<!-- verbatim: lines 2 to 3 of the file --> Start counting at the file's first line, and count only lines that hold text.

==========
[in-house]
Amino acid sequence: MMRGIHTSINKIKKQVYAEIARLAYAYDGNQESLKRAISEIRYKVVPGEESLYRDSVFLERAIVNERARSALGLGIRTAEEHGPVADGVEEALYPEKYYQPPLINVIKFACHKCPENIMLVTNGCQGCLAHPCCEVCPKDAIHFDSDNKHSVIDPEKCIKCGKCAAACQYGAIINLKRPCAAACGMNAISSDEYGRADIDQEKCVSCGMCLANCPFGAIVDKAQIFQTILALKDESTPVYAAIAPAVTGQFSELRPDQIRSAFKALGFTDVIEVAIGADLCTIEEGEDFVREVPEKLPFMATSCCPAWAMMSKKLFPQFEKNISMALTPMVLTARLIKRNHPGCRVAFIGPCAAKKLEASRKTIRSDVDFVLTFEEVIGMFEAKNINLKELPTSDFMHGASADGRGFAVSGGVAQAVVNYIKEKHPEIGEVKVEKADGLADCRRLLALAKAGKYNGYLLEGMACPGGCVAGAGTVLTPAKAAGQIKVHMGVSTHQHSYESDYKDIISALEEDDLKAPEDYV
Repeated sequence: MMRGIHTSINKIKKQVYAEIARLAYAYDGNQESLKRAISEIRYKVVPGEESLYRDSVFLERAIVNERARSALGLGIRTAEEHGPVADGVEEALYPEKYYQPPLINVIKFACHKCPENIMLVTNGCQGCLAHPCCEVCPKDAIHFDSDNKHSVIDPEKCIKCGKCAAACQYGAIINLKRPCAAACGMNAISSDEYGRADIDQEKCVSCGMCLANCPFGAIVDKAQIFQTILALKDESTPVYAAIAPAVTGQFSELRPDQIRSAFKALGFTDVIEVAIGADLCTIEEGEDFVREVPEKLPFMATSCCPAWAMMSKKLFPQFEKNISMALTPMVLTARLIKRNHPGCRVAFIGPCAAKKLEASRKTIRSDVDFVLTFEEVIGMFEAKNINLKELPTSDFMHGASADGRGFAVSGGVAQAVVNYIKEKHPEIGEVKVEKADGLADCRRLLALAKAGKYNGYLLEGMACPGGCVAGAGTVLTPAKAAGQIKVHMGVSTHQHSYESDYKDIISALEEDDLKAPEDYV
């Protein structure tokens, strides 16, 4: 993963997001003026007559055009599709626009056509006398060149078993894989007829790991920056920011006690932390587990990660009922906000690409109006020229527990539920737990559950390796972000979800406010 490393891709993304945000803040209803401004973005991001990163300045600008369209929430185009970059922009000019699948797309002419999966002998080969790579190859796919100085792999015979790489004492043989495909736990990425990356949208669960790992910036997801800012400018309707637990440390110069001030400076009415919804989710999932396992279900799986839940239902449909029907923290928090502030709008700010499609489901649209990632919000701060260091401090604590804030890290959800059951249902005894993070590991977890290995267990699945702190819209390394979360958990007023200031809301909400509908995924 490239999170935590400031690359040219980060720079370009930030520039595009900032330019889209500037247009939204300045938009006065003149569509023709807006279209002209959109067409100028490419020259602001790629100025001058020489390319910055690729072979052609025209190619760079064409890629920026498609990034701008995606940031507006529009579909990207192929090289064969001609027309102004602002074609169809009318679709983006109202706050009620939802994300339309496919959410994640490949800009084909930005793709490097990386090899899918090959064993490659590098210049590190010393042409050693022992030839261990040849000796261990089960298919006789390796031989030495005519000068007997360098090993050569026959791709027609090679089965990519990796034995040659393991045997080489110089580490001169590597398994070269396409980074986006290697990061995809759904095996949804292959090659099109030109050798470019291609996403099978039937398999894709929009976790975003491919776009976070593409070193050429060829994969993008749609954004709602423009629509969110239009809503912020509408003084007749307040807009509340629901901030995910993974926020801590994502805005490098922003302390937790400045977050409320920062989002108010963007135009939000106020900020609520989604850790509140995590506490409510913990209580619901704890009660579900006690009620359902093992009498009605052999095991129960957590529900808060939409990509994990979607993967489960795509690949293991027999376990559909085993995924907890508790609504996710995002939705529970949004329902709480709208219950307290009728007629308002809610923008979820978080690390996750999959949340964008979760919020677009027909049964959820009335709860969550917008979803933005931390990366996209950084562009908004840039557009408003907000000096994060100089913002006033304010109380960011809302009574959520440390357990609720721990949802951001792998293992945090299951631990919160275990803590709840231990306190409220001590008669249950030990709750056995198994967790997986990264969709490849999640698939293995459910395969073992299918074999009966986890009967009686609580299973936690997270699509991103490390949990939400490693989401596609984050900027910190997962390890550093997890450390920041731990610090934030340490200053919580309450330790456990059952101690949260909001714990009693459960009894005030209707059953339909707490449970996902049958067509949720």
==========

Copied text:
Amino acid sequence: MMRGIHTSINKIKKQVYAEIARLAYAYDGNQESLKRAISEIRYKVVPGEESLYRDSVFLERAIVNERARSALGLGIRTAEEHGPVADGVEEALYPEKYYQPPLINVIKFACHKCPENIMLVTNGCQGCLAHPCCEVCPKDAIHFDSDNKHSVIDPEKCIKCGKCAAACQYGAIINLKRPCAAACGMNAISSDEYGRADIDQEKCVSCGMCLANCPFGAIVDKAQIFQTILALKDESTPVYAAIAPAVTGQFSELRPDQIRSAFKALGFTDVIEVAIGADLCTIEEGEDFVREVPEKLPFMATSCCPAWAMMSKKLFPQFEKNISMALTPMVLTARLIKRNHPGCRVAFIGPCAAKKLEASRKTIRSDVDFVLTFEEVIGMFEAKNINLKELPTSDFMHGASADGRGFAVSGGVAQAVVNYIKEKHPEIGEVKVEKADGLADCRRLLALAKAGKYNGYLLEGMACPGGCVAGAGTVLTPAKAAGQIKVHMGVSTHQHSYESDYKDIISALEEDDLKAPEDYV
Repeated sequence: MMRGIHTSINKIKKQVYAEIARLAYAYDGNQESLKRAISEIRYKVVPGEESLYRDSVFLERAIVNERARSALGLGIRTAEEHGPVADGVEEALYPEKYYQPPLINVIKFACHKCPENIMLVTNGCQGCLAHPCCEVCPKDAIHFDSDNKHSVIDPEKCIKCGKCAAACQYGAIINLKRPCAAACGMNAISSDEYGRADIDQEKCVSCGMCLANCPFGAIVDKAQIFQTILALKDESTPVYAAIAPAVTGQFSELRPDQIRSAFKALGFTDVIEVAIGADLCTIEEGEDFVREVPEKLPFMATSCCPAWAMMSKKLFPQFEKNISMALTPMVLTARLIKRNHPGCRVAFIGPCAAKKLEASRKTIRSDVDFVLTFEEVIGMFEAKNINLKELPTSDFMHGASADGRGFAVSGGVAQAVVNYIKEKHPEIGEVKVEKADGLADCRRLLALAKAGKYNGYLLEGMACPGGCVAGAGTVLTPAKAAGQIKVHMGVSTHQHSYESDYKDIISALEEDDLKAPEDYV